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Pensions Comment - Charity Sector

Issued: 6 October 2004

Q1 – What pensions are charities currently offering and how should they assess their situation in order to devise a future strategy? 

In common with the corporate sector, the majority of charities have now closed their Final Salary Schemes to new entrants. The trend has then been to turn their backs on trust-based products in favour of contract-based products with insurance companies. At the same time, in a desperate bid to curb increasing costs, many employers such as stakeholders and personal pensions have significantly reduced contributions. The result in many cases has been very poor take-up of the new arrangements.

Many of these scheme closures took place before the emergency regulations were introduced in June 2003, which effectively imposed a heavy penalty on the winding-up of schemes of solvent employers. 

Q2 – Are there any special factors affecting charities which they should take into account?

Trust-based products require a greater commitment by the employer to their employees. Employers need to be certain that they are willing to make such a commitment. Those that can’t should look to contract-based products.

The set-up costs and ongoing commitment to administer an occupational scheme on your own are generally prohibitive to all but the larger established organisations.

Fortunately, the sector is well serviced by industry-wide and multi-employer schemes which even allow access to high quality trust-based products at reasonable cost to organisations with just one employee.

Q3 – If a small charity has a current occupational pension scheme, should it consider closing it? Why? How do you recommend this should be done?

If it has not already done so, it should review its occupational pension arrangements. 

Employers' balance sheets are no longer immune from having to recognise the funding level of the occupational pension scheme and this can severely affect the employer’s solvency.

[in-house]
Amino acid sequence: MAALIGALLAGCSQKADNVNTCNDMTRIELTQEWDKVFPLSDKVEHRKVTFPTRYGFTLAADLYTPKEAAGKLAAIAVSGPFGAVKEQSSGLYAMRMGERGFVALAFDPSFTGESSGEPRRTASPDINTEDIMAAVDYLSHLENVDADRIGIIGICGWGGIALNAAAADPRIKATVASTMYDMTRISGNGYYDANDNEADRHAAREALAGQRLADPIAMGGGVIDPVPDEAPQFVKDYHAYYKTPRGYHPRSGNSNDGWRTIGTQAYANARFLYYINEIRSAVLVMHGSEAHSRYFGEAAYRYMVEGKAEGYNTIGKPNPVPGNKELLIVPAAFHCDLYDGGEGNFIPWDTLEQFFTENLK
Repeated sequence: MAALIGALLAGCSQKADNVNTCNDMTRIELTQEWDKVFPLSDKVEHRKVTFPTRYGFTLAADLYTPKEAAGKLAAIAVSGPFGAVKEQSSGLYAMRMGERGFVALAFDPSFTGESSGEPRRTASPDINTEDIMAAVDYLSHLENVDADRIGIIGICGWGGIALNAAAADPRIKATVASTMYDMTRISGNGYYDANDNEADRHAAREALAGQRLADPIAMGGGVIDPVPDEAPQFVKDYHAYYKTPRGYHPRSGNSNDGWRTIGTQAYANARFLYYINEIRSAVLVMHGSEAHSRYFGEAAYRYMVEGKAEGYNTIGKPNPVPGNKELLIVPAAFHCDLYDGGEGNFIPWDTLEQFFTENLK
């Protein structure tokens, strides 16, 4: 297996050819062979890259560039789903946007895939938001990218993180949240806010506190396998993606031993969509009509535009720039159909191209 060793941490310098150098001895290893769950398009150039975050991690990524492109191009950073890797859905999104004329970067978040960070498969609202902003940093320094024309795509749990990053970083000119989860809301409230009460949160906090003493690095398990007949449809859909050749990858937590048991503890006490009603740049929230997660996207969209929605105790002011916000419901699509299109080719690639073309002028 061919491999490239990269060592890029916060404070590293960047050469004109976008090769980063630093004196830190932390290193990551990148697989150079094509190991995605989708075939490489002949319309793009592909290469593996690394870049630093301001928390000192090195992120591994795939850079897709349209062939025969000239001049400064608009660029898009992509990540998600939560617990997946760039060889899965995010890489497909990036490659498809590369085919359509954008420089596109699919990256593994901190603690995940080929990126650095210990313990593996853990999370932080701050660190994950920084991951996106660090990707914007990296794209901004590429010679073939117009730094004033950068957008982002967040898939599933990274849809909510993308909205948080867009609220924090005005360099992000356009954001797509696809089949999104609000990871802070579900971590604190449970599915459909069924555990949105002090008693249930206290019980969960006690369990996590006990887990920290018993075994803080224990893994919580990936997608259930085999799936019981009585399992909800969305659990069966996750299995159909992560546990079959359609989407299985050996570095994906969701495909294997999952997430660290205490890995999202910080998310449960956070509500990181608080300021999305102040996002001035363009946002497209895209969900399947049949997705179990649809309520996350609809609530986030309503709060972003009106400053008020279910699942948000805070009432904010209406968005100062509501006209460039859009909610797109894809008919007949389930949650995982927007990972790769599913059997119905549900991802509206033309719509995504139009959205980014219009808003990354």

Closing the scheme is just one course of action and may lead to increased costs in the short term. Care should also be taken not to trigger a wind-up, particularly if the scheme is in deficit.

Before any decision is made, it is important to establish your drivers for change. Appoint an independent professional adviser to help in your review and learn from the mistakes made by organisations which are now changing for the second or third time in as many years.

Q4 – What role does a company pension scheme play in recruiting new staff? Bearing in mind many charities are now employing professionals from the commercial sector where salaries and pension benefits are more generous.

For many organisations, apart from pay, pensions will be the only other monetary benefit. A pension of some description is expected by employees. For organisations that recruit key staff from the government, local authorities, schools or the National Health Service, having a decent pension arrangement is essential. In whatever sector you compete for staff, you need to ensure that your arrangements are comparable with the competition.

Q5 – What size does a company's pension scheme need to be before it needs dedicated staff to administer it? Can the management of a pension scheme be outsourced, who to? Cost of outsourcing?

Pensions are complex and mistakes can be very costly. If an employer undertakes to administer their scheme in-house, then they will need at least one person whose primary role is to look after the pension scheme, irrespective of the size of the scheme. 

All aspects of scheme management can be outsourced including trusteeship. This can be achieved through managing a series of contracts with a number of providers or through one of the few organisations that can provide all the services.

The cost will depend on your requirements, though typically you get what you pay for.

Q6 – Should a small charity without an occupational scheme offer advice to its employees about the pension options open to them? Is there a liability option here?

There is no requirement for an employer to offer advice on pensions or any other financial product or benefit.

Employers with five or more employees who do not offer any pension arrangements, will need to comply with Stakeholder legislation and nominate a Stakeholder provider as well as provide access and general scheme information.

An employer who wants to go further and offer financial advice to employees needs to make sure this is provided by an appropriately authorised and regulated firm.

For further information, please click here.

This feature has been published in:

Third Sector
20 October 2004
'The Problem With Pensions'
Page 19